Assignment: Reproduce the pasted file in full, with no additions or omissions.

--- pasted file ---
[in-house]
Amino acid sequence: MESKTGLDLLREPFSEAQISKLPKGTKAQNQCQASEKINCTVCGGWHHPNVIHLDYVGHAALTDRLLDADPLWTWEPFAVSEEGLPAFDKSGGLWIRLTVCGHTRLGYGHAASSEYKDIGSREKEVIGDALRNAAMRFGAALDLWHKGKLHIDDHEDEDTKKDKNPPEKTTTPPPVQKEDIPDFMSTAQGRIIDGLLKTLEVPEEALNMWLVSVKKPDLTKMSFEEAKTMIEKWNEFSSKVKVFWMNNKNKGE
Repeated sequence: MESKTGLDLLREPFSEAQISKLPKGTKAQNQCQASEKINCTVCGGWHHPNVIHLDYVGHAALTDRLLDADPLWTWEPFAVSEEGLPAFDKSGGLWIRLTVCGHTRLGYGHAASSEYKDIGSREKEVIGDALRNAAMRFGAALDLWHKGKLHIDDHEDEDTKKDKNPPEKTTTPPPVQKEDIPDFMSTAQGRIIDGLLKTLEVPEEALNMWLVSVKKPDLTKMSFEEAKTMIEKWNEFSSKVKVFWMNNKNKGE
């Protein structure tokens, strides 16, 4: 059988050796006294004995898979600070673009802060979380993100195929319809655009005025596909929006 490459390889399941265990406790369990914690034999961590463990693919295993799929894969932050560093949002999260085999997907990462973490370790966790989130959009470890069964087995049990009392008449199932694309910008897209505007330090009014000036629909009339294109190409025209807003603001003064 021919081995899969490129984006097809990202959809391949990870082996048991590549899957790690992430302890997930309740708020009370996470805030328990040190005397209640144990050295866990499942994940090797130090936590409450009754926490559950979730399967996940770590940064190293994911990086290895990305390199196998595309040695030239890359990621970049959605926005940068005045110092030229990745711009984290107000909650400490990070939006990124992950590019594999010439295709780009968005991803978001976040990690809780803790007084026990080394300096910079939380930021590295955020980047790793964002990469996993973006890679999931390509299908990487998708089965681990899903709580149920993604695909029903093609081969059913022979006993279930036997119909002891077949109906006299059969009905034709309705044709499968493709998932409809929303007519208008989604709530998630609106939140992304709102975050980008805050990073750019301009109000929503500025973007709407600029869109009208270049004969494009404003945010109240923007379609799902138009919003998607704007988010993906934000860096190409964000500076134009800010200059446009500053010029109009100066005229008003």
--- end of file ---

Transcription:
[in-house]
Amino acid sequence: MESKTGLDLLREPFSEAQISKLPKGTKAQNQCQASEKINCTVCGGWHHPNVIHLDYVGHAALTDRLLDADPLWTWEPFAVSEEGLPAFDKSGGLWIRLTVCGHTRLGYGHAASSEYKDIGSREKEVIGDALRNAAMRFGAALDLWHKGKLHIDDHEDEDTKKDKNPPEKTTTPPPVQKEDIPDFMSTAQGRIIDGLLKTLEVPEEALNMWLVSVKKPDLTKMSFEEAKTMIEKWNEFSSKVKVFWMNNKNKGE
Repeated sequence: MESKTGLDLLREPFSEAQISKLPKGTKAQNQCQASEKINCTVCGGWHHPNVIHLDYVGHAALTDRLLDADPLWTWEPFAVSEEGLPAFDKSGGLWIRLTVCGHTRLGYGHAASSEYKDIGSREKEVIGDALRNAAMRFGAALDLWHKGKLHIDDHEDEDTKKDKNPPEKTTTPPPVQKEDIPDFMSTAQGRIIDGLLKTLEVPEEALNMWLVSVKKPDLTKMSFEEAKTMIEKWNEFSSKVKVFWMNNKNKGE
């Protein structure tokens, strides 16, 4: 059988050796006294004995898979600070673009802060979380993100195929319809655009005025596909929006 490459390889399941265990406790369990914690034999961590463990693919295993799929894969932050560093949002999260085999997907990462973490370790966790989130959009470890069964087995049990009392008449199932694309910008897209505007330090009014000036629909009339294109190409025209807003603001003064 021919081995899969490129984006097809990202959809391949990870082996048991590549899957790690992430302890997930309740708020009370996470805030328990040190005397209640144990050295866990499942994940090797130090936590409450009754926490559950979730399967996940770590940064190293994911990086290895990305390199196998595309040695030239890359990621970049959605926005940068005045110092030229990745711009984290107000909650400490990070939006990124992950590019594999010439295709780009968005991803978001976040990690809780803790007084026990080394300096910079939380930021590295955020980047790793964002990469996993973006890679999931390509299908990487998708089965681990899903709580149920993604695909029903093609081969059913022979006993279930036997119909002891077949109906006299059969009905034709309705044709499968493709998932409809929303007519208008989604709530998630609106939140992304709102975050980008805050990073750019301009109000929503500025973007709407600029869109009208270049004969494009404003945010109240923007379609799902138009919003998607704007988010993906934000860096190409964000500076134009800010200059446009500053010029109009100066005229008003």